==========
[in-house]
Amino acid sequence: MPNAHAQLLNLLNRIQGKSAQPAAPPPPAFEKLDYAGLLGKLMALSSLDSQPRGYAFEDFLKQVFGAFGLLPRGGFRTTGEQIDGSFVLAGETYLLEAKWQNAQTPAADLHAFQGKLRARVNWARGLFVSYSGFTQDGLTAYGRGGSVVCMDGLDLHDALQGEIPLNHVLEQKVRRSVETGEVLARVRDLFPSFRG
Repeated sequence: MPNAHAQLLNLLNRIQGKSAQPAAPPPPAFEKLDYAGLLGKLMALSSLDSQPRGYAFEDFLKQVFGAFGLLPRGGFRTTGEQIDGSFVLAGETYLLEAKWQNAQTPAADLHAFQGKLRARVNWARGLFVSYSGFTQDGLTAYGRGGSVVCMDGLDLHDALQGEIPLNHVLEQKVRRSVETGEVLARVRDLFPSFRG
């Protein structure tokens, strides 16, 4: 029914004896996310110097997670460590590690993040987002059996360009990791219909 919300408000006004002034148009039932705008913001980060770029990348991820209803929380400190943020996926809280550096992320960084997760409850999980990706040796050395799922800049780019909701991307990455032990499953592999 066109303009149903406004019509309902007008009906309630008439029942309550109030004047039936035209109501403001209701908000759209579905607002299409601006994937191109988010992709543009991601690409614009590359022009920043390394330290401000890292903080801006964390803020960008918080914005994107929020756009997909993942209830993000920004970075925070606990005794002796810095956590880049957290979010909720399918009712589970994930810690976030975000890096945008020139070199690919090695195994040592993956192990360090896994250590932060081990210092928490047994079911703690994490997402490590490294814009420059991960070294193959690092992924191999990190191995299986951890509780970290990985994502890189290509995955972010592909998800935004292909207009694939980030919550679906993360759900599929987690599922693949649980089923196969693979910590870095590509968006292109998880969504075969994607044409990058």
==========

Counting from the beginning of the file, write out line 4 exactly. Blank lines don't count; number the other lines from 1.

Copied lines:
């Protein structure tokens, strides 16, 4: 029914004896996310110097997670460590590690993040987002059996360009990791219909 919300408000006004002034148009039932705008913001980060770029990348991820209803929380400190943020996926809280550096992320960084997760409850999980990706040796050395799922800049780019909701991307990455032990499953592999 066109303009149903406004019509309902007008009906309630008439029942309550109030004047039936035209109501403001209701908000759209579905607002299409601006994937191109988010992709543009991601690409614009590359022009920043390394330290401000890292903080801006964390803020960008918080914005994107929020756009997909993942209830993000920004970075925070606990005794002796810095956590880049957290979010909720399918009712589970994930810690976030975000890096945008020139070199690919090695195994040592993956192990360090896994250590932060081990210092928490047994079911703690994490997402490590490294814009420059991960070294193959690092992924191999990190191995299986951890509780970290990985994502890189290509995955972010592909998800935004292909207009694939980030919550679906993360759900599929987690599922693949649980089923196969693979910590870095590509968006292109998880969504075969994607044409990058």